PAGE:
It took me three times through it to realize that it's the greatest novel in the English language. Of course it has everything wrong with it: the digressions, the ludicrous attempt to out-Shakespeare Shakespeare, the prose through which a high wind blows perpetually, the fact that it's written almost entirely in superlatives . . . Never mind, it's overtopped by wave upon wave of genius, exuberant, explicative, mad in its quest to be about everything at once and to ring every bell in the English language. Yes it can be tough going sometimes, but here's an all-important hint: read this book aloud.
Needless to say, it would never get across an editor's desk intact today. And today we're poorer for that. Something else: no one ever seems to mention how madly funny it is. It's vital to tune in to the humour, I think, if you are to enjoy reading it.

“The Narrative of Arthur Gordon Pym” is a good book, but doesn't quite rank with Poe's best work, and the "Scarlet Letter" has always seemed to me so narrowly provincial in its concerns that I've never been tempted to read it. But "Moby-Dick" is something else. Strange, digressive, sprawling, experimental, playful... it's a book that takes chances - and sometimes falls flat on its face: for example, not all the digressions work and, as someone already mentioned, the attempts at Shakespearean language are often laughable. But in the end, I think it has to be recognised as a monumental effort.

First encountered it at 19 as required reading and found the tale enjoyable but the digressions on whaling baffling and tedious. Some year’s later I am two-thirds of the way through re-reading it. It now seems as though the tale is the most minor and uninteresting part of it. The supposed digressions are the bulk of the work.

It is beyond marvellous. The language rings with echoes of the Bible and Shakespeare but the high style is mingled with prose of such simple directness that it barely feels like a 19th century novel at all. For me, what rises endlessly from the pages is a sense of joy and wonder - the sheer joy of being alive and experiencing each moment as something new, and the profound wonder of man in the face of a natural world he may come close to conquering but will never fully understand.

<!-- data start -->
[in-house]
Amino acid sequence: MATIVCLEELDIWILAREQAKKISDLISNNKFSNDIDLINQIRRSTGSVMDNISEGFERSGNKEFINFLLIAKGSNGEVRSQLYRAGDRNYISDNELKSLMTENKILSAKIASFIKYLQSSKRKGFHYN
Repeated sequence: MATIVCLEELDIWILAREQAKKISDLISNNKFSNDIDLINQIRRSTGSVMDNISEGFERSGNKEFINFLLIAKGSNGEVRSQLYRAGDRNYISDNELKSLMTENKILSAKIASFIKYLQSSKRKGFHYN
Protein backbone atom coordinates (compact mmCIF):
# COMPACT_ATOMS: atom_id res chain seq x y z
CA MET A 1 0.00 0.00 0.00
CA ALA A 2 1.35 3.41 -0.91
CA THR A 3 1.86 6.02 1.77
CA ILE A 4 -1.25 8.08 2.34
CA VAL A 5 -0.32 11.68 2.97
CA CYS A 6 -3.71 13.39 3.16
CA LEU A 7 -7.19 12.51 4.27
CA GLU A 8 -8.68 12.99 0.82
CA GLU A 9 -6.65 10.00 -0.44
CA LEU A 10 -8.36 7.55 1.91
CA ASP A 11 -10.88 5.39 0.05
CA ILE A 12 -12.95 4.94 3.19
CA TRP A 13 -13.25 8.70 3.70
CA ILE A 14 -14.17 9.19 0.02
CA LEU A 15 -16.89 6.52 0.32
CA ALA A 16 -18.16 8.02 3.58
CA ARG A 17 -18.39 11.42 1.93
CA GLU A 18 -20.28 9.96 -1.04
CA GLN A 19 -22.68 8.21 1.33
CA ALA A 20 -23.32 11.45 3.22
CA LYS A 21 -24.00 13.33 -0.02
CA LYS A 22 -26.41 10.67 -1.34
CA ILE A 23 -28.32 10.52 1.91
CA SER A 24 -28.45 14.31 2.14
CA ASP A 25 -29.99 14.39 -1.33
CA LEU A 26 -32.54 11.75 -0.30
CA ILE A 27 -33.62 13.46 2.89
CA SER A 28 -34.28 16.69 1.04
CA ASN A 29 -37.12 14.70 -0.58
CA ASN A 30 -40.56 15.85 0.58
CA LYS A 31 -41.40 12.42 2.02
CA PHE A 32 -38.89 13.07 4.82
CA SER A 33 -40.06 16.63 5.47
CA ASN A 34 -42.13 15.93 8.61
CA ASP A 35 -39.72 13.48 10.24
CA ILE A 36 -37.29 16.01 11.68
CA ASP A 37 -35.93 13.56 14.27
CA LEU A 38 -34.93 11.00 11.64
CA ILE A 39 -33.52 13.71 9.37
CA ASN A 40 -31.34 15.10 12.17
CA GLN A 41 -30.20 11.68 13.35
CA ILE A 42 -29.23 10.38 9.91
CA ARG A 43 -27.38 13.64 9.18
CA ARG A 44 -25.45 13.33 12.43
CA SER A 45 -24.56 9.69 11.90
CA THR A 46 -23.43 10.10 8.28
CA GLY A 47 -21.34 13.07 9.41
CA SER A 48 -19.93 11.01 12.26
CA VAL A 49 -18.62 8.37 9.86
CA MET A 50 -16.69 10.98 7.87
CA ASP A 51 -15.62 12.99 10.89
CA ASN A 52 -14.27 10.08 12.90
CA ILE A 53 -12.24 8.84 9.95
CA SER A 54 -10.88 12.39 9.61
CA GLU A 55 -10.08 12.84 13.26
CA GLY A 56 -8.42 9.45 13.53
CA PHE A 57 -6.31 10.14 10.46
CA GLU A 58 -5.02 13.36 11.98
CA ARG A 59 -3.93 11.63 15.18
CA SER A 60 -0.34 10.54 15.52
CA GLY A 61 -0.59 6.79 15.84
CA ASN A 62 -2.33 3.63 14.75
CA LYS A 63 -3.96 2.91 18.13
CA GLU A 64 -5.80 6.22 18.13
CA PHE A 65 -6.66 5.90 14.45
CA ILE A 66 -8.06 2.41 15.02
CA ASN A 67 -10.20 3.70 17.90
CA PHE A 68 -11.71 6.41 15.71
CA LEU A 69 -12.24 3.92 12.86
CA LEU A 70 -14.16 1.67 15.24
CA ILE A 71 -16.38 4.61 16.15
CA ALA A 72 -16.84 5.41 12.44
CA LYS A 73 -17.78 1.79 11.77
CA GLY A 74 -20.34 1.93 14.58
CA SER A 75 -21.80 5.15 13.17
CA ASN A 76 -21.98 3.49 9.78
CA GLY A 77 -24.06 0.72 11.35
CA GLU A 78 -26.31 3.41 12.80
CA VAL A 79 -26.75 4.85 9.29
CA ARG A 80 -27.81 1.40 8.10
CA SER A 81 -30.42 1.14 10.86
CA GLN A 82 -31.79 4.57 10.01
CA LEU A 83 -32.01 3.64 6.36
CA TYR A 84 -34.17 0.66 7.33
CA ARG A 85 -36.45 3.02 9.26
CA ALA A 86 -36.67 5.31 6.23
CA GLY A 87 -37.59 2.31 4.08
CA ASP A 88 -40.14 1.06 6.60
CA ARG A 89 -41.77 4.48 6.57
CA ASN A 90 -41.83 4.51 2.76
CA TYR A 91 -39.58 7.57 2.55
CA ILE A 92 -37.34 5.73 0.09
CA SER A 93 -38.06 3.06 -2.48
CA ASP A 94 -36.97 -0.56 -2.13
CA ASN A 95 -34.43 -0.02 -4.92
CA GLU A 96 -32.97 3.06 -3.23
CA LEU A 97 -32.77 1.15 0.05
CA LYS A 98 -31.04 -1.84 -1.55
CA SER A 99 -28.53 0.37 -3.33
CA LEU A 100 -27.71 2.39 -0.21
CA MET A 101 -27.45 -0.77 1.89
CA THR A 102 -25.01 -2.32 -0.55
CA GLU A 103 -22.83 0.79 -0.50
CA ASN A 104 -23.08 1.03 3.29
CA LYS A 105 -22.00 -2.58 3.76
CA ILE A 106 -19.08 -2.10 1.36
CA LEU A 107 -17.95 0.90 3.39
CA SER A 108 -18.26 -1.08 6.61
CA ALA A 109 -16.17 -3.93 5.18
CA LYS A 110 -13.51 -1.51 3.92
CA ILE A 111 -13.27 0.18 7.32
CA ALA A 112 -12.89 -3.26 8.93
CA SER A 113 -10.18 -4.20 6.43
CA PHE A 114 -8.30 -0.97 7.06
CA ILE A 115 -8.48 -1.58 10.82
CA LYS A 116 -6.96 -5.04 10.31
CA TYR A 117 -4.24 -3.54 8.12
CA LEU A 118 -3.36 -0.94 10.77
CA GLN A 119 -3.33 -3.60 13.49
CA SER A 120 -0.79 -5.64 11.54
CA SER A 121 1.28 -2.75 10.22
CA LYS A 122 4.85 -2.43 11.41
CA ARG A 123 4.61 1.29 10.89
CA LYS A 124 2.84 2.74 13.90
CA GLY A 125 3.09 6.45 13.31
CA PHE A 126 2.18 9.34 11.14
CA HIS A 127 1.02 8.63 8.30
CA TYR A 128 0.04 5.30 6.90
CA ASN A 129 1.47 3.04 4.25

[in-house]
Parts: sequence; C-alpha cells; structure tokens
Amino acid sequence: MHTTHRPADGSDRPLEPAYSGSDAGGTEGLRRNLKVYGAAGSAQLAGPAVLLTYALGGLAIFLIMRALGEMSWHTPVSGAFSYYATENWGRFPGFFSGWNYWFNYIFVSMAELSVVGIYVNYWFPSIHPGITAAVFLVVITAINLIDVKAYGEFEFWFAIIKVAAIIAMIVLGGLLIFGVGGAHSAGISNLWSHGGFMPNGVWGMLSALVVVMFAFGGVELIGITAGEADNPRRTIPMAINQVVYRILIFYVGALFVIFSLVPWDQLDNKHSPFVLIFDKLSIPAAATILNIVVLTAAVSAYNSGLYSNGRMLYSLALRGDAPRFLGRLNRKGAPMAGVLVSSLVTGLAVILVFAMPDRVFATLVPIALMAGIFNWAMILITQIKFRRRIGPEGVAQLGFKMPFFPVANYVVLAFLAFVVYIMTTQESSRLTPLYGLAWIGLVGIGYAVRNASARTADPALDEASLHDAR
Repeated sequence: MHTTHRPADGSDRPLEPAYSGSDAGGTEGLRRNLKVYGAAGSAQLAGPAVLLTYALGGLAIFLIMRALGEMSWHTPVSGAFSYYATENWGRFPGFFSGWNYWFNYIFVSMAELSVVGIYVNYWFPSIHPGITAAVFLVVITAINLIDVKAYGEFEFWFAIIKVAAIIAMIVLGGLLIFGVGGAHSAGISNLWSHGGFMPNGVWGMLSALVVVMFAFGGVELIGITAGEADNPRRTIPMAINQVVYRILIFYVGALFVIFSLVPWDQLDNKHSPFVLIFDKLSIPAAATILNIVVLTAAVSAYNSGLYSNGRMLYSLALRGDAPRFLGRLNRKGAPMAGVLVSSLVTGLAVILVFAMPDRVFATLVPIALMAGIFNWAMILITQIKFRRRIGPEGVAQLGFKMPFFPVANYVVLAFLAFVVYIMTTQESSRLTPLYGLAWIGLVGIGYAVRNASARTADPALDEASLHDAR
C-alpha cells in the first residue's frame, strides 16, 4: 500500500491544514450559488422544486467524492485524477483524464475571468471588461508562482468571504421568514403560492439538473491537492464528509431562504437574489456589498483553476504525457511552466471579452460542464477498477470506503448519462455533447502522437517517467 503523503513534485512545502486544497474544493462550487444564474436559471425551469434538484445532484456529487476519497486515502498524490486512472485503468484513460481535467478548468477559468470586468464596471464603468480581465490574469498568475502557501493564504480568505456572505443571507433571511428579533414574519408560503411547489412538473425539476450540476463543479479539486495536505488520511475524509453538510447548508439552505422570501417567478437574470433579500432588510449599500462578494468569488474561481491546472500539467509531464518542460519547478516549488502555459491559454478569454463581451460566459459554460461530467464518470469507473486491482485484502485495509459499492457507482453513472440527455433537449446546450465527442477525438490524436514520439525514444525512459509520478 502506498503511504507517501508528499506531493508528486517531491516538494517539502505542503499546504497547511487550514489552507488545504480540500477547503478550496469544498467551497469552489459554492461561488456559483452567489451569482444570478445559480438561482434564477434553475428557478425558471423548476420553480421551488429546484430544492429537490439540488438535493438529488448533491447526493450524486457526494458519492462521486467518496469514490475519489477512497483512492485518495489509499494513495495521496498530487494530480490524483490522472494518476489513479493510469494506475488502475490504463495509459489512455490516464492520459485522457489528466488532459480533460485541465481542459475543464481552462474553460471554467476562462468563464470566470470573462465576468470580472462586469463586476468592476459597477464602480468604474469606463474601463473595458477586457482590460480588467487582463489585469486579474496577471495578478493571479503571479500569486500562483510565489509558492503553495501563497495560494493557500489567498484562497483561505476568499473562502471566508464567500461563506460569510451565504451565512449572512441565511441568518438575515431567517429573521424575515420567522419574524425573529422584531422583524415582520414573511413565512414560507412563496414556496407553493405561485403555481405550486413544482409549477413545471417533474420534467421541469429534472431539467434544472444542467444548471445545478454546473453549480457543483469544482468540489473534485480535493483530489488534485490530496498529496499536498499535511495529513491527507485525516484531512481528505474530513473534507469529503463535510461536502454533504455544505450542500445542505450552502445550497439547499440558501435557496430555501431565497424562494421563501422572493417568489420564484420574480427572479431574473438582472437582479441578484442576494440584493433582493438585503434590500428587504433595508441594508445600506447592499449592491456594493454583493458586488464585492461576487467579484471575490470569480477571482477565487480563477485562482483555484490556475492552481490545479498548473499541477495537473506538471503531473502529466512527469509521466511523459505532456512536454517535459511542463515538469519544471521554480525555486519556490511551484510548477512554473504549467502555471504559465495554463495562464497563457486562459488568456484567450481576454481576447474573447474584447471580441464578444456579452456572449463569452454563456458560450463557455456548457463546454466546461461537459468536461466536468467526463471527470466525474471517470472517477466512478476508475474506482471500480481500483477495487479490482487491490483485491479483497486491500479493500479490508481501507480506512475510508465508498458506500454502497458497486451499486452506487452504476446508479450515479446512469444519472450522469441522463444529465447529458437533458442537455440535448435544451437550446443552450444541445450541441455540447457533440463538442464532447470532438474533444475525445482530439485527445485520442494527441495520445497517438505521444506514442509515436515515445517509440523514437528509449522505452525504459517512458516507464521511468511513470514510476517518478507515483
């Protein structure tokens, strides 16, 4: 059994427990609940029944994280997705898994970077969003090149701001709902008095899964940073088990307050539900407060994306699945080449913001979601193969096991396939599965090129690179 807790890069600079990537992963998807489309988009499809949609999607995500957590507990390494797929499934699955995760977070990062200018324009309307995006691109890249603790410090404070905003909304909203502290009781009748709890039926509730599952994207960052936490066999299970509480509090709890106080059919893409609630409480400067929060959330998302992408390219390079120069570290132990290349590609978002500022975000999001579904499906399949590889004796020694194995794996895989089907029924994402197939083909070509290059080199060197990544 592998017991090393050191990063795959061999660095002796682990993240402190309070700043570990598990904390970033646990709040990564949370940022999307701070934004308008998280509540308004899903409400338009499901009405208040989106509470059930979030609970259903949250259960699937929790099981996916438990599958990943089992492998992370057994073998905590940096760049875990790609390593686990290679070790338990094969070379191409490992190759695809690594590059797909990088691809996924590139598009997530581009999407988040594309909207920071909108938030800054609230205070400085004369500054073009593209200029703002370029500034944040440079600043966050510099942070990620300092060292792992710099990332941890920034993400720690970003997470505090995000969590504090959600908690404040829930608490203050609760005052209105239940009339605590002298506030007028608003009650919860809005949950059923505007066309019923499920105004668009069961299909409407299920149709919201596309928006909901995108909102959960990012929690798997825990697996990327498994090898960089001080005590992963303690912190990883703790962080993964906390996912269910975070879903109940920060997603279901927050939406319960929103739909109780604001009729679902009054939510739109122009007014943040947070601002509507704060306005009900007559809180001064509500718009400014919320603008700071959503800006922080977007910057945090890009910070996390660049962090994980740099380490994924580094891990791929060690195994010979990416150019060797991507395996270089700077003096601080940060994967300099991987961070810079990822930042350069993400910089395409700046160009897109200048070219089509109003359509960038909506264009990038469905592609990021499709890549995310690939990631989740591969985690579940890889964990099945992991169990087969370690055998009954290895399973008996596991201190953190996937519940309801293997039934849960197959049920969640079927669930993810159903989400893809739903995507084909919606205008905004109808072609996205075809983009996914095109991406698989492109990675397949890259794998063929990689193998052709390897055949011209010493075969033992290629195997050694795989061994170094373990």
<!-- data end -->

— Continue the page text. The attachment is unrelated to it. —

I still find myself struggling to get my head around what it all means and quite why it is so great. But great - immense, staggering, colossal - it surely is. A mighty work.

"Moby-Dick" will be the equivalent of the Hogwarts Sorting Hat at the gates of Heaven. If you liked it, you'll go straight through the gates. If you didn't, well....

As a side note, whilst “Moby Dick” remains his towering achievement, works such as "Bartleby the Scrivener", "Billy Budd & Pierre", or "The Ambiguities" are all remarkable in their own ways, whilst utterly different. Alongside "Bartleby", though, for me, Melville's other astonishing achievement is "Confidence Man" - a breathtakingly modern, or perhaps better, "post-modern" book, almost entirely without precursor. Imagine a literary "F is for Fake", & you begin to get a tiny hint of what Melville is up to. Of all writers, he seems to me to be the one who, standing at the very cusp of that moment when literary form is about to find itself cast in stone, is able to invent, it seems as if with every work, a wholly new literary form in & for each of his works. In every sense of the word, his writing & his works are excessive, just as Faulkner's Willbe, & those of Gaddis, &, to an extent, Pynchon. This "excessiveness" is, for sure, a predominantly American phenomenon. ( )
  antao | Dec 2, 2018 |
Showing 1-5 of 358 (next | show all)
Forfatter: Herman Melville

Moby Dick I
«Kall meg Ismael. For noen år siden - akkurat når det var, er likegyldig - bestemte jeg meg for å gå til sjøs og lære verdenshavene å kjenne. Jeg hadde lite eller ingenting å leve av, og ikke noe særlig som interesserte meg på land. Gå til sjøs - på den måten har jeg ofte drevet tungsinn på flukt og regulert blodomløpet.»
Slik begynner verdens kanskje mest kjente roman, romanen som stiller de vanskeligste og viktigste spørsmål; om det ondes og godes natur og om viljens mulighet til å trosse skjebnen.

Moby Dick II
Historien om kaptein Akabs glødende hat til den hvite hvalen fortsetter:
«Riggen levde. Mastetoppene var som høye palmer, var vidt behengt med armer og ben. Enkelte av sjøfolkene klynget seg til spirene med den ene hånden, mens de utålmodig viftet med den andre. Noen satt ytterst ute på de gyngende rærne og skjermet øynene mot det skarpe solskinnet. Hele riggen var full av dødelige mennesker, rede og modne til å ta imot sin skjebne. Å, hvor de stirret ut gjennom det uendelige blå, for å oppdage det vesen som kanskje skulle ødelegge dem!»

Herman Melville